VisitBritain, the UK government’s agency with a budget of nearly £30 million a year and tasked with bringing as many visitors to the UK as possible, releases a detailed inside guide on tourists from most destinations for use by British hoteliers and operators.
A well-meaning official manual for tourist industry workers, instructing them how to cater to the needs of foreigners during UK visits, has been accused of racially stereotyping the very people it aims to please.
It does not appear that government officials considered that actual tourists might get their hands on the open-access documents – only to see themselves portrayed as demanding, irrational, and odd in very country-specific ways.
For example, Russians “may come across as cold and not very open or polite”, while “spending more than they can afford” during their sojourn to the UK.
This “tall nation” will be disappointed by the size of hotel rooms in London, so any hoteliers are advised that the “ceilings and doorways should better be of a suitable height.”
The “big bread lovers” and “hearty eaters” are also to be served “preferably brown bread” with the three hot meals a day that they expect.
While Russia’s voracious giants present one set of demands, the easily-flustered Chinese are an entirely different proposition.
Apparently, Chinese tourists dislike ghost stories, “beds that are too soft”, and four poster beds (which are said to lead to “ghostly encounters”). They also hate talking about money, and any fillet meats “which are considered to be uninteresting foods”. Instead the Chinese will “recourse” to “comfy” meals such as “stir-fried leafy vegetable” and “spicy food”.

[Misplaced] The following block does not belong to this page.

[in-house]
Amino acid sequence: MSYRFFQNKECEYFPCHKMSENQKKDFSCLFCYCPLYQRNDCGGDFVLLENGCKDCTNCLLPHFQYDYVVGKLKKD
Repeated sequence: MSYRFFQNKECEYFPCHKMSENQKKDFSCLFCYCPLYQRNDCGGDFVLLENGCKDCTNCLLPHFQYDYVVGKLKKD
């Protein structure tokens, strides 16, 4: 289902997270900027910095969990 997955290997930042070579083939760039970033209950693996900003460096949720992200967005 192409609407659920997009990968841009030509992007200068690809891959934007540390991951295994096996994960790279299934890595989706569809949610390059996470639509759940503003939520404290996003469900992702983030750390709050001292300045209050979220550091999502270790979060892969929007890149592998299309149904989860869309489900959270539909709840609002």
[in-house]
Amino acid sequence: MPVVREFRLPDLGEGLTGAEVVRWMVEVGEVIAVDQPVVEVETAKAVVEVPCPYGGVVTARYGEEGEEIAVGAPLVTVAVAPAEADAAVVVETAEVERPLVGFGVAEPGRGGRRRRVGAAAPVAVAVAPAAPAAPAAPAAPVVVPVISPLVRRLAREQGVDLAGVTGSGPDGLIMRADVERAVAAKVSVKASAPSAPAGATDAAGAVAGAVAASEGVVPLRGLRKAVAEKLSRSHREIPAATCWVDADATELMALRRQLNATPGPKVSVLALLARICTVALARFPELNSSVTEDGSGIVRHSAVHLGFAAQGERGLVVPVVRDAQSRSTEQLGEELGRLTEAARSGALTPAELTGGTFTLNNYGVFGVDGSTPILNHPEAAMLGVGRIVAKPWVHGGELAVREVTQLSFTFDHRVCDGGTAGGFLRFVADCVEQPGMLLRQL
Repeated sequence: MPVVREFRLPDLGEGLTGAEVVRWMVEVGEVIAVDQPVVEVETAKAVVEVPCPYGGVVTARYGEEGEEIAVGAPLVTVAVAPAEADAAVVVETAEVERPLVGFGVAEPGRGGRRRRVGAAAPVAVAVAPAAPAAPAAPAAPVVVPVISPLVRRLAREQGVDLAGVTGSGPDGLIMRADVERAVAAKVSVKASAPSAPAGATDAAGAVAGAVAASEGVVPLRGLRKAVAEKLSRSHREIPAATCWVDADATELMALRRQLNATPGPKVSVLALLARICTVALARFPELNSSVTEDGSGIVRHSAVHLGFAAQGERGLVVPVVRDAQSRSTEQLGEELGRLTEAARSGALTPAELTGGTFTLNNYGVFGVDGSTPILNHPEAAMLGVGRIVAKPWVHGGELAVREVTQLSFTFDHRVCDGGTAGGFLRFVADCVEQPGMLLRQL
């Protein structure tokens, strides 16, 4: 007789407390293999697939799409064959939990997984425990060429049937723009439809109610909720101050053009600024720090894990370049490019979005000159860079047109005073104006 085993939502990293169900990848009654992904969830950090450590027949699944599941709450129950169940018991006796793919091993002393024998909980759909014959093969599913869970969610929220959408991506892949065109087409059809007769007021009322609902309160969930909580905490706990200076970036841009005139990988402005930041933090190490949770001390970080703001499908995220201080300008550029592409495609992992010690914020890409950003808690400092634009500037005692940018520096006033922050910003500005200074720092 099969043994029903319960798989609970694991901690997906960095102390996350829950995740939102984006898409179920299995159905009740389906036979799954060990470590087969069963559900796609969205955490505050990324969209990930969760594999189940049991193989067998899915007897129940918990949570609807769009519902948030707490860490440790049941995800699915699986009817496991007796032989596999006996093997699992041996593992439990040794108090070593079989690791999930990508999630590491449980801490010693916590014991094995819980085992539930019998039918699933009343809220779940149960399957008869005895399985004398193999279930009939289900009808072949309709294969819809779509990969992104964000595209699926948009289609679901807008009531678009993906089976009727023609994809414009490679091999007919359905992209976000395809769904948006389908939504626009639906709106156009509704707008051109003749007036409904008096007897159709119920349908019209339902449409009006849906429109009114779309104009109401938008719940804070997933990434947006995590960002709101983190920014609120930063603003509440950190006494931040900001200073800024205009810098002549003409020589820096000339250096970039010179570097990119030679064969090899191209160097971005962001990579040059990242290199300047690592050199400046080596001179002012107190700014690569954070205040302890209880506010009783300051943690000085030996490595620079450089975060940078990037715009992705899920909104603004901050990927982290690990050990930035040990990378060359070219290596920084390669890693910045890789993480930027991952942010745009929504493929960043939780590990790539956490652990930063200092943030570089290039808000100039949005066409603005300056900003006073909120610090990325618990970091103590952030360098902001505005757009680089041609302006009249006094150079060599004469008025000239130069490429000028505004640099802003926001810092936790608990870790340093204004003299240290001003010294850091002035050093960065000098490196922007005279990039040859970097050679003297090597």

Indians “have a tendency to change their minds quite frequently”, but not when it comes to bargaining, which they will engage in “whenever they see an opportunity”.
They are also “not confident drivers”, like to ask “unnerving personal questions” (but in good faith) and shun credit cards because they bring “temptation” and are “difficult to understand”.
While it is unsurprising that ‘exotic’ tourists are described in a striking light, those from more familiar cultures apparently pose their own problems.
The French are a “private people” who don’t “smile or make eye contact with strangers”, but nonetheless “won’t hesitate to challenge you or complain if something is not to their satisfaction”.
Germans can come across as “demanding, aggressive and rude”. They also like “to plan in advance” and collect “detailed information on all activities” as well as being obsessed with “cleanliness”.
And Australians are “sarcastic”, “intolerant” due to long flights, and almost never tip “unless the service was exceptional” for cultural reasons.